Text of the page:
A recent study of foreign exchange payments has shown that the UK has fallen into a ‘vicious cycle’ of delayed payments as a result of the Eurozone debt crisis.
There has been an increase in currency exchanges taking places at the end of the month than those at the beginning of the month – Since April last year month-end payments rose by an average of 20%. There were also a higher number of delayed payments in May, July and September, coinciding with the bail-out of Greece, period of high stock market volatility and the downgrade of Italy’s credit rating.
Experts say the crisis has greatly influenced how UK companies conduct their international business transactions. Companies are delaying overseas payments as long as possible in order to keep their money as working capital for as long as possible whilst waiting for better exchange rates.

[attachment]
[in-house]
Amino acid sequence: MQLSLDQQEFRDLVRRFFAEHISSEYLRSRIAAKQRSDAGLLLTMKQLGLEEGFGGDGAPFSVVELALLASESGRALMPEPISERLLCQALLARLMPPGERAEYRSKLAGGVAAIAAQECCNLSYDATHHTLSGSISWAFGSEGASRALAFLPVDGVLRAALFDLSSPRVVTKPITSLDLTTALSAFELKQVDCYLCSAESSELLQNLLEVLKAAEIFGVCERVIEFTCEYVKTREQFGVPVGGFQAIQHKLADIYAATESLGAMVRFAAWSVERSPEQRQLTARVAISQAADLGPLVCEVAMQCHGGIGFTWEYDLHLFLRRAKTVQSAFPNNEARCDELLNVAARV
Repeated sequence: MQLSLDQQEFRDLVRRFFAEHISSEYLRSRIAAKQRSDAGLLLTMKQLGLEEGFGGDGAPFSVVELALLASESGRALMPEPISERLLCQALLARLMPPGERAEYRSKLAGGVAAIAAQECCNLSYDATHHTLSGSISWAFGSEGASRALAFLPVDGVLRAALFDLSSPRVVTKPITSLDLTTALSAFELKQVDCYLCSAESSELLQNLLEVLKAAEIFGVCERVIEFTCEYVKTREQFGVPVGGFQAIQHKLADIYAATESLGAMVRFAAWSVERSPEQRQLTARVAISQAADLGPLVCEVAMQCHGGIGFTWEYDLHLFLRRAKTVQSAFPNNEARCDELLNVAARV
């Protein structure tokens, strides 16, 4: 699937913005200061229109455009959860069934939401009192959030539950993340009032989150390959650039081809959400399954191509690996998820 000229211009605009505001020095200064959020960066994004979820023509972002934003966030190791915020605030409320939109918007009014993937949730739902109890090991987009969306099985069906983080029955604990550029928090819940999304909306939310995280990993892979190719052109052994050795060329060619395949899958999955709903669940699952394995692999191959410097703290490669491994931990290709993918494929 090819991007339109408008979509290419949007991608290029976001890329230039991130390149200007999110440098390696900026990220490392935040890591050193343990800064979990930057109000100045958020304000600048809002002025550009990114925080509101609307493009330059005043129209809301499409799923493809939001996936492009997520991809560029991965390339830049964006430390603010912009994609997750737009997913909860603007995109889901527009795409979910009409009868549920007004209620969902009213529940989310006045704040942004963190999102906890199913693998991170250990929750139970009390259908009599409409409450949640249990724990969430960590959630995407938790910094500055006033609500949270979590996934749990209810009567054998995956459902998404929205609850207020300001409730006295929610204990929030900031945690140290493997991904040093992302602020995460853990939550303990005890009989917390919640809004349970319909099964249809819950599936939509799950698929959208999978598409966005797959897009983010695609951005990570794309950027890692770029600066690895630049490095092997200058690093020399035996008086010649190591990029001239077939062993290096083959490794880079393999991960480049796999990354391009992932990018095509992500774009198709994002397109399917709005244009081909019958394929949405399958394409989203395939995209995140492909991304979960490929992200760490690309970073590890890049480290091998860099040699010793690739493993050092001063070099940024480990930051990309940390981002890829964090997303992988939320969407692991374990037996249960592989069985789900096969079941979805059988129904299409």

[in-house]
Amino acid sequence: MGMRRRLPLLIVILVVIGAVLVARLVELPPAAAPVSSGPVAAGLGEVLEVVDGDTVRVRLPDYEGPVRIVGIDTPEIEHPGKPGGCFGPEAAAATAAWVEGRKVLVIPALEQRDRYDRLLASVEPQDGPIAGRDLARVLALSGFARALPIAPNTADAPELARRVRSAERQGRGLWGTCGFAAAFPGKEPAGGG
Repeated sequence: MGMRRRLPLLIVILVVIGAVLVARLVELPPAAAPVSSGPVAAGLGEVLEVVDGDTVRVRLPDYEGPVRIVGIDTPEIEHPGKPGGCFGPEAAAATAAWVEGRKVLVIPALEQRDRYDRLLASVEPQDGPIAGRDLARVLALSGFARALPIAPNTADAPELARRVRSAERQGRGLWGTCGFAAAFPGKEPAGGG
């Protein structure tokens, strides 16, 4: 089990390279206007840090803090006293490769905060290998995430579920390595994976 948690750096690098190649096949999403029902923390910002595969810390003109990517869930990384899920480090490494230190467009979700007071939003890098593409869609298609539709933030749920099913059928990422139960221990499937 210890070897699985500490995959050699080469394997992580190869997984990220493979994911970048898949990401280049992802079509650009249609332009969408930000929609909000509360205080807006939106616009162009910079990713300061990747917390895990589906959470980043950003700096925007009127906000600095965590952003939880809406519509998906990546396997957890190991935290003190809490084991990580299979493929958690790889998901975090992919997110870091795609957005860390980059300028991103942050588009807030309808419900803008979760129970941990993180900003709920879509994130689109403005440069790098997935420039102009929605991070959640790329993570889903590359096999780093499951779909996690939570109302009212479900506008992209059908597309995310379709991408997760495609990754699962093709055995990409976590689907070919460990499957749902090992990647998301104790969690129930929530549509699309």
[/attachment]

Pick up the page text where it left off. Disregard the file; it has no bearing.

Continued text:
This has become an especially big problem in small businesses, many of whom are waiting to be paid before paying their suppliers meaning supply chains are suffering and the credit demand goes straight back to the banks.
These new patterns of payment behaviour are a result of high volatility rates following the debt crisis and insecurity and uncertainty among business owners. An exchange rate movement of a few points can be the difference between profit and loss for business owners so even owners who are normally reliable may be missing payments while they wait on a better exchange rate, causing further instability in the market.